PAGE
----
Something like embeddable active BC projects (“starting basecamp for ios 2.0….. and heres the project thats going to get us there”) would be an interesting way to share as opposed to what you described as most of the web does through “story/results blog posts.”
Chad Hallon 17 Dec 14
I remember as a younger man, believing that musicians went into the studio with every note perfectly arranged in their heads. Only years later, after knowing enough musicians did I realize that studio time equated to experimentation more than it did to alchemy. It’s a lesson that I have to continually remind myself of as I struggle to complete a challenging piece of writing or a challenging drawing.
I’m blogged a lot in the last few month on how I overcome the unmotivated days you speak of and how I refresh from exhaustion and frustration. Perhaps it was a way of me trying to share those unglamorous moments or maybe it was a way of telling people that they weren’t alone, but it occurs to me for the first time in reading this that those moments os shortening chisels and unclogging glue are the sole of the best moments. When I swirl the water into the watercolor for the right consistency or pull the ink into the fountain pen, those are moments; little burps of zen. Maybe we can’t share those moments, and maybe we shouldn’t. I wouldn’t want anyone to see all the bad draft of a blog before the final, but that process is what makes it art. The parts that we cannot share are the art, everything else is presentation.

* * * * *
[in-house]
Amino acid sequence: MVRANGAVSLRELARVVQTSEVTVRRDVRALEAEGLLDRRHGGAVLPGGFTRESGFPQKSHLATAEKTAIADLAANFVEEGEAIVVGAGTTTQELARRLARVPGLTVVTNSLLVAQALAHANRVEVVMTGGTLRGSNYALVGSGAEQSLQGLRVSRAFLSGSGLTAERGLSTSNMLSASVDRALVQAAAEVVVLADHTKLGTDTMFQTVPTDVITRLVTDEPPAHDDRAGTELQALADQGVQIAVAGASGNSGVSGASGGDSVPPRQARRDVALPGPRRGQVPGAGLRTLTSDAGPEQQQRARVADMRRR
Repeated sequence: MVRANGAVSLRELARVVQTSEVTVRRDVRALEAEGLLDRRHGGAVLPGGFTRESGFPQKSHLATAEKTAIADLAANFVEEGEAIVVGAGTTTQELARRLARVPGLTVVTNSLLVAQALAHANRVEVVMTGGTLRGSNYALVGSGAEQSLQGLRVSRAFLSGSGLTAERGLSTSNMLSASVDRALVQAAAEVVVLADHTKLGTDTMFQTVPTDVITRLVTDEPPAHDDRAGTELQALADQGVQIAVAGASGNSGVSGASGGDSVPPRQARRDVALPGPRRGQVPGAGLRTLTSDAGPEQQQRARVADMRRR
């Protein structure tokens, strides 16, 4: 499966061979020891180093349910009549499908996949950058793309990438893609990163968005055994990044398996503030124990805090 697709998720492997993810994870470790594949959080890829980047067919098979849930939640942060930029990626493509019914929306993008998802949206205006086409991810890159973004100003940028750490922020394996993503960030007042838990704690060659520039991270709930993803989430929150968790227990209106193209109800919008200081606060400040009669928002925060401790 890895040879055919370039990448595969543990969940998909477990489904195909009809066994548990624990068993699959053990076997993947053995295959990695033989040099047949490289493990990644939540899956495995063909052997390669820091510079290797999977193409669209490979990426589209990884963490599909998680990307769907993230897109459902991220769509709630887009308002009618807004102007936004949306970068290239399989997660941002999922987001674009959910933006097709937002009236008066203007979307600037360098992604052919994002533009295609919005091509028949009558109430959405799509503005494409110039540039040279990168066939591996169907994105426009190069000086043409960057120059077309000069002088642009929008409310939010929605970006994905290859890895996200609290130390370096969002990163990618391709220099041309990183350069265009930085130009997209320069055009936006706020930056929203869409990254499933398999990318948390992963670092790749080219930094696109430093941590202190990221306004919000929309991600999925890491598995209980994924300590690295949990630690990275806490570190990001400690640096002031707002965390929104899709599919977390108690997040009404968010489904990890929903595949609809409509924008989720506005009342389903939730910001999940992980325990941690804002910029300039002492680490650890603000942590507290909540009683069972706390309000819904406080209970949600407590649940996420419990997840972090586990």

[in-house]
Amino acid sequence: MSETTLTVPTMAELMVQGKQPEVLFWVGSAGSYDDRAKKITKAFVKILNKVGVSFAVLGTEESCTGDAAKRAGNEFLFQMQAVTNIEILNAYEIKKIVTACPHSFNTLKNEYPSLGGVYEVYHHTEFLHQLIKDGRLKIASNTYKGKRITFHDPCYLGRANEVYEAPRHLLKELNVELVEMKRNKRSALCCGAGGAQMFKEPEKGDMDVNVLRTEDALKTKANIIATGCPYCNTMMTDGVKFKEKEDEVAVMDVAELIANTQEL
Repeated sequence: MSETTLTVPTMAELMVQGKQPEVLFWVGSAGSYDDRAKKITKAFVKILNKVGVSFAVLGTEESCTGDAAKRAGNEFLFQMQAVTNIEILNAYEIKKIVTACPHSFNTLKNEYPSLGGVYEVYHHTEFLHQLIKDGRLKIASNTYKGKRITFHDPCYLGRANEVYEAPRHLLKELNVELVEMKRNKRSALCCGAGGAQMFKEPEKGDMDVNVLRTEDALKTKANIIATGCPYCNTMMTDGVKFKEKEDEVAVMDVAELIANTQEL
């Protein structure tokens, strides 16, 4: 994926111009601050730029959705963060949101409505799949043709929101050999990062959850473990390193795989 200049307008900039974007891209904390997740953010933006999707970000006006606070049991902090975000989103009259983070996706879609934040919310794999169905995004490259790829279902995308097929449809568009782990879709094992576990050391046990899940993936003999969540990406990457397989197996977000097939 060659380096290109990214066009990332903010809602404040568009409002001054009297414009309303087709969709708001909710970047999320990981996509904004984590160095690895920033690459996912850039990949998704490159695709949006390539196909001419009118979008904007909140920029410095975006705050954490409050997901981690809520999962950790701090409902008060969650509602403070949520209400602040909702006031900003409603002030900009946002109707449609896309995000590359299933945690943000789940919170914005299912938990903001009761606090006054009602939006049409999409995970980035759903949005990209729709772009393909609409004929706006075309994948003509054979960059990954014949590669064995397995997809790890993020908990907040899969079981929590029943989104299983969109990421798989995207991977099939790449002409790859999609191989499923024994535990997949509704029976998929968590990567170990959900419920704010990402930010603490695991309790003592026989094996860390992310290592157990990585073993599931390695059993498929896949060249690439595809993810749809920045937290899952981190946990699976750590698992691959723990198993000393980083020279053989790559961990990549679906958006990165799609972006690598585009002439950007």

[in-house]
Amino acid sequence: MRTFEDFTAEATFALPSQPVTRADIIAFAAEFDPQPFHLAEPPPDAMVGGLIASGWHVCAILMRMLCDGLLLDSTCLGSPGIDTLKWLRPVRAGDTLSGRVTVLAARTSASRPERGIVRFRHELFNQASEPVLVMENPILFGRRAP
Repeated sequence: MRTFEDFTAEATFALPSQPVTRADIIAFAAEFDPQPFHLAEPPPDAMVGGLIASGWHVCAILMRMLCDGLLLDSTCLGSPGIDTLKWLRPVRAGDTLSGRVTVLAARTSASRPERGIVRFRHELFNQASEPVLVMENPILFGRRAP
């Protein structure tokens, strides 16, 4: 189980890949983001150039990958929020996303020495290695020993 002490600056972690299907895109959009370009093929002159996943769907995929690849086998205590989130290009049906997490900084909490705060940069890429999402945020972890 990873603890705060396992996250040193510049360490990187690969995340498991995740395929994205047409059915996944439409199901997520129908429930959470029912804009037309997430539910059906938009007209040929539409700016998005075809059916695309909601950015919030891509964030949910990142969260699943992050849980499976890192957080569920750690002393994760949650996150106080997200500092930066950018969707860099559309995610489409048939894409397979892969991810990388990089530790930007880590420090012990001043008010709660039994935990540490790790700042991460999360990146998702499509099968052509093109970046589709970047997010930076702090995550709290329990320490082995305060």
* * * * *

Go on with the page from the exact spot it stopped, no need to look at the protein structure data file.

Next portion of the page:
I struggle to remind myself how each of our journeys is different, but I must also remember the similarities. We all have to clean the mess we’ve made and we all feel the glow of pride. The split between the two is not a fraction that can be measured, so yes you are right, we should stop comparing and zip up our trousers.
Thanks for an wonderful post.
Marek Pawlowskion 17 Dec 14
You’ve hit the nail on the head with your post. The web can have a glamourising and simplifying effect on the tricky skills and perseverance which are the hallmarks of many creative endeavours. It’s why examples which get into the detail and offer a personal take on specific difficulties encountered during projects can be so valuable.
It also made me wonder: could the web’s ability to facilitate real time communication over huge distances play another role here?
For instance, what would it feel like to undertake a day in the workshop while keeping a video link open with another creative person on the other side of the world? It wouldn’t be a continuous conference as such, but rather just an open channel, something you might turn to if you wanted a couple of minutes feedback or to watch them complete a task you were interested in…